CRESSON - Though young people are traditionally less politically and civically involved, college freshmen at Mount Aloysius College were dared by speakers at Thursday's 64th convocation to debate and understand the year's academic theme: "The Common Good - Citizenship in the 21st Century."
Wind whipped banners displaying the college's divisions as Francis Crouse, enrollment management vice president, addressed the largest incoming class in college history at Whalley Plaza in front of the campus' Main Building.
"This class stems from many walks of life," he said, including from 18 states, five foreign countries and three continents.
Echoing the school's motto that "the horizon is just your starting line," Crouse told the students important decisions are ahead of them and they need to look to their horizons, and beyond.
College President Thomas Foley spoke next, joking with the students that he was aware of the inverse relationship between the students' attention span and the proximity of the dinner hour.
For some, a formal convocation ceremony might seem stuffy and rigid, he said, but it's a continuation of a tradition hundreds of years old first began at medieval European colleges.
Mirror photo by J.D. Cavrich
Incoming freshmen at Mount Aloysius College were dared to be active citizens during Thursday’s convocation.
Mirror photo by J.D. Cavrich
Students found anywhere they could to listen to the convocation speakers at Mount Aloysius on Thursday. At front is freshman Henry Johnson of Philadelphia, and behind him on the railing is junior Elizabeth Josephson of Munson.
Touching on the year's theme, Foley told the students that there is a direct link between education and citizenship, noting that founding father Thomas Jefferson understood that when he wrote the Declaration of Independence, smudging out the word "subject" to replace it with "citizen."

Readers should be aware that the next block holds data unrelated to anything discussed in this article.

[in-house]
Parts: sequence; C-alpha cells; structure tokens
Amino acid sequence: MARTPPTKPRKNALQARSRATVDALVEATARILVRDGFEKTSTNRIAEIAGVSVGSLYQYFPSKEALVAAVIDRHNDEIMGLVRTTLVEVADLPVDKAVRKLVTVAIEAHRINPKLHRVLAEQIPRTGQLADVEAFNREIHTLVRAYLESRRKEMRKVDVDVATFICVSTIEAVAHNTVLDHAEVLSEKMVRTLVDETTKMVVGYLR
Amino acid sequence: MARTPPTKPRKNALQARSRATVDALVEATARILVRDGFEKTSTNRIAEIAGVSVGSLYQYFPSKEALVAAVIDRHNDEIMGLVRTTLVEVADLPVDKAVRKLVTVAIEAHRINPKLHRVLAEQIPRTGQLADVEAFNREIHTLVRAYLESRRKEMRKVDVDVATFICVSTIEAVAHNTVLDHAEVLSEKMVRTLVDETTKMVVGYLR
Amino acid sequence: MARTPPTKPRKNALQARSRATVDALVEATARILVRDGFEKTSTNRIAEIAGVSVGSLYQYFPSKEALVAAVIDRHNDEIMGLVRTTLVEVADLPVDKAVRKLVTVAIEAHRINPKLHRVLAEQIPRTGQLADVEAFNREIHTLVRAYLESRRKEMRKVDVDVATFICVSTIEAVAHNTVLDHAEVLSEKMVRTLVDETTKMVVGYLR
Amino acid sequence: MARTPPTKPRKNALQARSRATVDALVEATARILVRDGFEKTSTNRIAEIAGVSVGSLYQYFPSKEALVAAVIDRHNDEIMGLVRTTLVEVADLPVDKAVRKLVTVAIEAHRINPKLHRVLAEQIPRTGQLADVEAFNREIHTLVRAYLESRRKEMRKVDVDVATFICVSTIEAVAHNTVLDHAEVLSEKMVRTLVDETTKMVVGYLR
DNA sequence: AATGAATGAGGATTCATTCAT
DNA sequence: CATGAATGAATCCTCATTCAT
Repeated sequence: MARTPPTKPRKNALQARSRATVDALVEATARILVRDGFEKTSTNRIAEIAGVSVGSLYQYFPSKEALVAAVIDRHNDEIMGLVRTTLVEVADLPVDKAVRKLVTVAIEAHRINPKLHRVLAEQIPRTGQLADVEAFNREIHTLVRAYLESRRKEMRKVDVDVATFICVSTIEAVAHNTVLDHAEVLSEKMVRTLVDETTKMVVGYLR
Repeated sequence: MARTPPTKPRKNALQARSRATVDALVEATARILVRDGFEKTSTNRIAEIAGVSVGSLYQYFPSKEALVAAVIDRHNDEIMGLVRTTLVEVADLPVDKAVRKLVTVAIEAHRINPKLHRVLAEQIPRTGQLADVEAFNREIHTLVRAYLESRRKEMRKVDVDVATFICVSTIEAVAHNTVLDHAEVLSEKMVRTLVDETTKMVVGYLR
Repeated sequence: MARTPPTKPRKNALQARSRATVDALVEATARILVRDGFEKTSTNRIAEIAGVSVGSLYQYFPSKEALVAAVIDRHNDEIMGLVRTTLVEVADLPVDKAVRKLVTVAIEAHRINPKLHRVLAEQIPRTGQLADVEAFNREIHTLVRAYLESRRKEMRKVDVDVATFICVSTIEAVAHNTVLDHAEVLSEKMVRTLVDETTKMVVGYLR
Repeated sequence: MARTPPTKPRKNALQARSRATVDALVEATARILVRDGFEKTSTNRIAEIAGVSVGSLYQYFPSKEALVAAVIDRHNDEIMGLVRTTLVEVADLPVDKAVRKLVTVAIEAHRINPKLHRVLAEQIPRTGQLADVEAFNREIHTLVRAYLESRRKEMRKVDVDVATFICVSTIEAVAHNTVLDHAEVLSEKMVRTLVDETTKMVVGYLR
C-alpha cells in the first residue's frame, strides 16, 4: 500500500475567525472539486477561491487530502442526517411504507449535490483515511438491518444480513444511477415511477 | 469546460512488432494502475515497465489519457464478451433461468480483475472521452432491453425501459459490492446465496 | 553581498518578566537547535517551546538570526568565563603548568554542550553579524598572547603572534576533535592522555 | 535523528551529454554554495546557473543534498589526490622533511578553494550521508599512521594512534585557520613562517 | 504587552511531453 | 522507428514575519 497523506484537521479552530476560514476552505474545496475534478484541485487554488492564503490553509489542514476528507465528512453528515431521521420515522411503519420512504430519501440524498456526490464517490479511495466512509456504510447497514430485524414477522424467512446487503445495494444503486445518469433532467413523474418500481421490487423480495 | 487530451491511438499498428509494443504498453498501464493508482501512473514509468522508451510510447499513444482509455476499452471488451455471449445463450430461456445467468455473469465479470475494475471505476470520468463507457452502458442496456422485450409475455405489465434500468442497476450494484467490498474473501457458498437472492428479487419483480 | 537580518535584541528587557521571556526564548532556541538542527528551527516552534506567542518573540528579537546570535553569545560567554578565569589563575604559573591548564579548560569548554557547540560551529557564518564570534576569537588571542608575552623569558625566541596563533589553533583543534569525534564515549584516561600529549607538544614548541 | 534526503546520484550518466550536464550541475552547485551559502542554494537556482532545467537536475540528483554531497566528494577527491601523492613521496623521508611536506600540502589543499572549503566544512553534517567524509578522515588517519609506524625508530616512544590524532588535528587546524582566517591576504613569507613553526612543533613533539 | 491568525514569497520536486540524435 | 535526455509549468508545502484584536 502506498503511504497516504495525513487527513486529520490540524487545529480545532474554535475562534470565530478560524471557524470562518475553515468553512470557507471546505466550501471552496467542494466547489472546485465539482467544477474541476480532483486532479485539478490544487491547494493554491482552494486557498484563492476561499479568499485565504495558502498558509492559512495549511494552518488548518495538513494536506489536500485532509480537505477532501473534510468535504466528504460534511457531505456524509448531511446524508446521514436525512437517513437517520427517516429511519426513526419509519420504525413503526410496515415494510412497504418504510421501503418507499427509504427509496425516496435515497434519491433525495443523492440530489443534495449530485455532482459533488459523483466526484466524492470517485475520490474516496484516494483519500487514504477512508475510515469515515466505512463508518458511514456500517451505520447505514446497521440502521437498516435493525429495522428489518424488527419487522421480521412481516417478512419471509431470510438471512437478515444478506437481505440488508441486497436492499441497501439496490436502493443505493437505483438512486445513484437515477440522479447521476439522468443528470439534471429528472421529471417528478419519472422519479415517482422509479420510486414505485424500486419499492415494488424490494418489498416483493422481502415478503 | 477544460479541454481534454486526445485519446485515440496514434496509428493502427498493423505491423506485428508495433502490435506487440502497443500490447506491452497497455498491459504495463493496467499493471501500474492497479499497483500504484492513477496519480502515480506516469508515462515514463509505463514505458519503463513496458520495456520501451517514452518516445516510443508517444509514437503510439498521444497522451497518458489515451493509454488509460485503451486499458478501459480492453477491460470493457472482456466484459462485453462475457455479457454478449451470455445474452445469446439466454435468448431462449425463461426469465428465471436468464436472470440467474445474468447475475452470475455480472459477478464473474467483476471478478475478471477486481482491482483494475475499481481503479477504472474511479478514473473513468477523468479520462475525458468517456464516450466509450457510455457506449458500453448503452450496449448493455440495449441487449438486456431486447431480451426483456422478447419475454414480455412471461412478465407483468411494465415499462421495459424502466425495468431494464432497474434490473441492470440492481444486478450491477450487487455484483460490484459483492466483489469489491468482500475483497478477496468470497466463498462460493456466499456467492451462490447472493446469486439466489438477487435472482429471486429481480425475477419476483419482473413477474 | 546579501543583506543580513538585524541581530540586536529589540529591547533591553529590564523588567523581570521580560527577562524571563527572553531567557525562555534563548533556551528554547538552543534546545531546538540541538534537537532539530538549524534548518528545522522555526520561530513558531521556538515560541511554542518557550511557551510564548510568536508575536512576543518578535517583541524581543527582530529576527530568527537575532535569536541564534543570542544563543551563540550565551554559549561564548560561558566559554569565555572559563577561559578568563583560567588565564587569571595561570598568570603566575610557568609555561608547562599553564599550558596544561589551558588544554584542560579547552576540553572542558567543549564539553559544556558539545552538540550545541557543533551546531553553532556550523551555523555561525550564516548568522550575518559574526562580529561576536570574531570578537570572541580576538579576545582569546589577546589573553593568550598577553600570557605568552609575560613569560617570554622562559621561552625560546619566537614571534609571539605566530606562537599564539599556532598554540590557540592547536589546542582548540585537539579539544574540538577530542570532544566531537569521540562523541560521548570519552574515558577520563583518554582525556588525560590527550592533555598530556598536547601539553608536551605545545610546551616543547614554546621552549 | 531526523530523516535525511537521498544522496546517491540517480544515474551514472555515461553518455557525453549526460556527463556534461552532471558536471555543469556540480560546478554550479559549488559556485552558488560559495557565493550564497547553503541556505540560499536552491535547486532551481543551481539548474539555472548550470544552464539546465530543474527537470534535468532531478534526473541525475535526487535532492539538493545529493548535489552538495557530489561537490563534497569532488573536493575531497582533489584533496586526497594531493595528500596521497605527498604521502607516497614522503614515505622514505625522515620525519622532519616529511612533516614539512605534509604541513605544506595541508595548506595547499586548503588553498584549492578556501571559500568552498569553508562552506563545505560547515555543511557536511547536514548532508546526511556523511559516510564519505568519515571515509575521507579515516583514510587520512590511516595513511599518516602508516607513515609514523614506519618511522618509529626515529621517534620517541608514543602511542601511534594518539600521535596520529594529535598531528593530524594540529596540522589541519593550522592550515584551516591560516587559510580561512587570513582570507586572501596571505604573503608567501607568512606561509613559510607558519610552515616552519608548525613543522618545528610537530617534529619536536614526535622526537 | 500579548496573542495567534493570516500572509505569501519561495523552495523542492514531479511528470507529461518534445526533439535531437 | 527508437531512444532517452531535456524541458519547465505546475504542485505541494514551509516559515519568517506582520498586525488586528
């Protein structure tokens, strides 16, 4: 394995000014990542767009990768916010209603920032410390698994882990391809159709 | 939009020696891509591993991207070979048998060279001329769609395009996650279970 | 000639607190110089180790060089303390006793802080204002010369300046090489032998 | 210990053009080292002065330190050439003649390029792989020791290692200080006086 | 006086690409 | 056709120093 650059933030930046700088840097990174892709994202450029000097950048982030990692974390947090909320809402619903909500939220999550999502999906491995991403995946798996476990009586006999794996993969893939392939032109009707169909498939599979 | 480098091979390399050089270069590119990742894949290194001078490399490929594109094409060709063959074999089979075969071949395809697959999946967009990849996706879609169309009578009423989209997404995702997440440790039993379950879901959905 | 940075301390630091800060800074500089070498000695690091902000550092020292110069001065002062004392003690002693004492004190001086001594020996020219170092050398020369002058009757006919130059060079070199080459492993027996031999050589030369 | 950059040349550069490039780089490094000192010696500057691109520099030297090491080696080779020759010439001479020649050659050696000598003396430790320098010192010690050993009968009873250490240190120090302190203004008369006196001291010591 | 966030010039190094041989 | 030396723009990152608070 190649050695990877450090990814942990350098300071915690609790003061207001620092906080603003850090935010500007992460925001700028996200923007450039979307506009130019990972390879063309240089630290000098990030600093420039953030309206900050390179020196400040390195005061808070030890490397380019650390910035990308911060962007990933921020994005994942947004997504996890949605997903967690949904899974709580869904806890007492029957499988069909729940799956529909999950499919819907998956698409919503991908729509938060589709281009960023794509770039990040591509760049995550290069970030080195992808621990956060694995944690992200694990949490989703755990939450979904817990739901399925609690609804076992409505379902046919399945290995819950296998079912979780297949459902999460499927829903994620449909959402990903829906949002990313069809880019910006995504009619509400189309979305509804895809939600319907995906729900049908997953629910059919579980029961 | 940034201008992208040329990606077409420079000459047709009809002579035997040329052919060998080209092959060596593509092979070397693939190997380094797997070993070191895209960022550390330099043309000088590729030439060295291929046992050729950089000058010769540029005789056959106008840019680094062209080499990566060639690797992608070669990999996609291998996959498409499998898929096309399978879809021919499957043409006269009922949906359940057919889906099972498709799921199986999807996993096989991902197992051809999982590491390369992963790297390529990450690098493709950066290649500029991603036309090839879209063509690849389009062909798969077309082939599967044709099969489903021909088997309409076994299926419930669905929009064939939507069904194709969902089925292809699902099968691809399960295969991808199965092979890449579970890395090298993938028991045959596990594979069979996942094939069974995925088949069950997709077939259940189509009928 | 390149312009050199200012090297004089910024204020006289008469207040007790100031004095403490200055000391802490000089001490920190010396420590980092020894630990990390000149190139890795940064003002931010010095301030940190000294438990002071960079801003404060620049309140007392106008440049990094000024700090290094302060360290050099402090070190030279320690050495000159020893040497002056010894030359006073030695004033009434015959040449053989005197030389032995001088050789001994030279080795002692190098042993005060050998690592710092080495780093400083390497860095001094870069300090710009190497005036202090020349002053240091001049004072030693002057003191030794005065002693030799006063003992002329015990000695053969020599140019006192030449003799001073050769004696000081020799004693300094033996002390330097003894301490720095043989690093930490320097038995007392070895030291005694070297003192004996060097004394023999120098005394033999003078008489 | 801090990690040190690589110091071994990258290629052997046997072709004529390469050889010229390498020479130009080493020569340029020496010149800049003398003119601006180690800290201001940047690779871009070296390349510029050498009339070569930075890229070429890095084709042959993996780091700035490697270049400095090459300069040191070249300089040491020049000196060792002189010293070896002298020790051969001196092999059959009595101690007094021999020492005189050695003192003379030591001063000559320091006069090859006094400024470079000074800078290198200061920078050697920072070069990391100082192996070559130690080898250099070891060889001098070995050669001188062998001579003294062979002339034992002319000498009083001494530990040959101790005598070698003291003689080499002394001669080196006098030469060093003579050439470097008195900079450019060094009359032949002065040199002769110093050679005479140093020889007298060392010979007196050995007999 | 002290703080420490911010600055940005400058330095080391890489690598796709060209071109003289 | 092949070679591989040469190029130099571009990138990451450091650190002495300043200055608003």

What was under the smudge kept historians talking for decades, he told them, until scientific advancements allowed Library of Congress research scientists to uncover the original word.
Rather than using the term subjects, like under King George III, Jefferson used a term that would be essential to the American way.
"It's not 'Tell me what to do,'" Foley said, "but, 'Let me participate.'"
He also reminded them of the important role their professors, sitting in the front rows during the convocation in full academic regalia, will play in shaping their experiences.
"They won't pick up after you, but they will look after you," he joked.
Convocation keynote speaker Judge David C. Klementik, one of Somerset County's Court of Common Pleas judges and a college board of trustees member, said he bugged Foley to include citizenship as part of this year's theme.
"Local elected positions go unfulfilled for lack of candidates, qualified or unqualified. Voter turnout is low," he said, and 100 of every 200 people requested for jury duty ask to be excused; only about 80 of the rest will appear for the summons.
And there could be many reasons why people are uninvolved, he said.
They could lack personal responsibility at a time when government rewards them with handouts. They could believe that one person out of 300 million can't make a difference. Without military or civil service requirements, they could believe they don't have a stake in the country's future.
In his 20-minute address, Klementik told the students that citizens working toward the common good need to be personally responsible, participate in their communities and work to correct injustices.
And with important issues like immigration reform, universal health care and "10 percent of Americans paying 93 percent of the cost of government," students are at a time in their lives when they need to debate what good citizenship and common good means.
Luckily, he said, as a convocation speaker he doesn't need to have the answers to all the questions.
"I just pose them," he said.
Mirror Staff Writer Kelly Cernetich is at 946-7520.